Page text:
Our athletes are the closest things we have in this country to gods. In a nation devoid of royalty and a world in which superheroes only exist in comic books and big budget movies, it’s our sports figures who represent the pinnacle of perfection, the American ideal of strength and grace. And when that narrative doesn’t work, when instead an athlete is accused of something as monstrous as sexual assault, too often it’s easier to ignore the unpleasant possibilities than investigate their merit. You want a truly stunning example of that misguided athletic hero worship in action? Look no further than the detailed, infuriating New York Times investigation Wednesday into the saga of Heisman winner Jameis Winston, and the woman who says he raped her.
Some of the story, which first came to light last year, is already well-known. But in reporter Walt Bogdanich’s painstaking account, the litany of a university and criminal justice system’s prioritizing the career of a football player over the serious allegations of a young woman is enragingly clear. What happened that December evening in 2012 will likely never be definitively proven. What is, however, indisputable is that this is a story in which basic evidence gathering was not done, a suspect was not even contacted by police for nearly two weeks after being identified, and the case was summarily brushed off before even obtaining DNA evidence. It was a case in which the suspect was allowed to cavalierly tell police that “He had baseball practice but would call back later to set a time,” and in which “Neither the police nor the prosecutor’s office subpoenaed the phone records of [Winston’s friends] Mr. Casher, Mr. Darby or Mr. Winston — even though they investigated all electronic communications to and from the accuser around the time of the sexual encounter.” It’s a story in which FSU’s athletic department knew one of its stars had been investigated for a crime, but assured he played his full season “without having to answer any questions.” Now, a year and a half later, much of what could have been gathered as evidence — like security video from the bar where the woman and Winston allegedly met, and a reported video of the encounter — no longer exist. Winston has never been formally charged.
Just because a college athlete has been accused of a crime absolutely doesn’t mean he’s guilty. Earlier this month, author William D. Cohan released “The Price of Silence: The Power of the Elite and the Corruption of Our Great Universities,” an exhaustive account of 2006′s Duke lacrosse case, a bungled media circus of false accusation that Laura Miller recalls “triggered everybody’s prejudgments” about jocks and privilege.
But the Winston story — along with many, many others in just the past few years alone — reveals an institutionalized carte blanche frequently given to college athletes accused of crimes against women, while their alleged victims are held to disproportionate scrutiny. We saw it at the University of Michigan, where four years elapsed between an alleged sexual assault at a frat party and kicker Brendan Gibbons’ ultimate expulsion for “violating the university’s Student Sexual Misconduct Policy.” We’ve seen it in the University of Missouri’s admitted “shortcomings that may have occurred on our part” after swimmer Sasha Menu Courey committed suicide after she said she’d been raped “by at least one MU football player.” We’ve seen it in the story of former Missouri Tigers guard Michael Dixon Jr., who’s been accused twice of rape. One of his alleged victims declined to press charges because of “fear of retaliation and being ostracized by family.” We’ve seen it at the University of Delaware, where a former student claims that after she reported she was raped in a sophomore football player’s apartment, the assistant dean of students “did not share the student’s rights as a victim or offer any protection or required services, nor did she notify police or any other administrators about the incident or pursue an investigation.” We’ve seen it at Columbia, where three female students claim they were sexually assaulted by a campus athlete and “were never encouraged by the school to go to cops” while “the school also dragged out their investigations for months.”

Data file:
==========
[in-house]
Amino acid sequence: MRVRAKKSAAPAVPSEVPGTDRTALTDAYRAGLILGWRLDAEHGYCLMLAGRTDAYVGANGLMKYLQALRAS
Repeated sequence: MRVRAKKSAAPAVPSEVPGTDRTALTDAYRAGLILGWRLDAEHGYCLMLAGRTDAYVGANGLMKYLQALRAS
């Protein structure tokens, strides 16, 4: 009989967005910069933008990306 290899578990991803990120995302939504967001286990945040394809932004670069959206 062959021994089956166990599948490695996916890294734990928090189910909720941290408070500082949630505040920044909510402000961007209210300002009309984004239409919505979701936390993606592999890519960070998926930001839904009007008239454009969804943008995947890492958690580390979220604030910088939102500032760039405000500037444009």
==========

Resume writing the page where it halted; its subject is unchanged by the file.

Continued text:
Our cultural affection for and loyalty to our athletes runs deep. We don’t want to believe bad things of them, because it doesn’t fit the heroic icon image. As Jose Canseco shrugged, when he was accused last year of rape, “I don’t have to rape a woman.” Look at Steubenville. After Trent Mays and Ma’lik Richmond were found guilty of rape, CNN’s Poppy Harlow moaned that “It was incredibly emotional — incredibly difficult even for an outsider like me to watch what happened as these two young men that had such promising futures, star football players, very good students, literally watched as they believe their life fell apart.” Behold convicted rapist and bestselling author Mike Tyson, who in recent years has enjoyed the status of hilarious punch line in “The Hangover” and a one-man show on Broadway.
The assumption of innocence is the foundation of American justice. But justice also rests on honest, impartial investigation. And as a lawyer for Winston’s accuser now asks, “Why did the school not even attempt to investigate the matter until after the football season?” A justice and educational system that repeatedly protects athletes accused of sexual assault, one that dismisses and ignores the claims of alleged victims, is a system that send a chilling message to its men and its women. It’s one that says that if you can throw a ball, you get to play by a different set of rules.
Mary Elizabeth Williams is a staff writer for Salon and the author of “Gimme Shelter: My Three Years Searching for the American Dream.”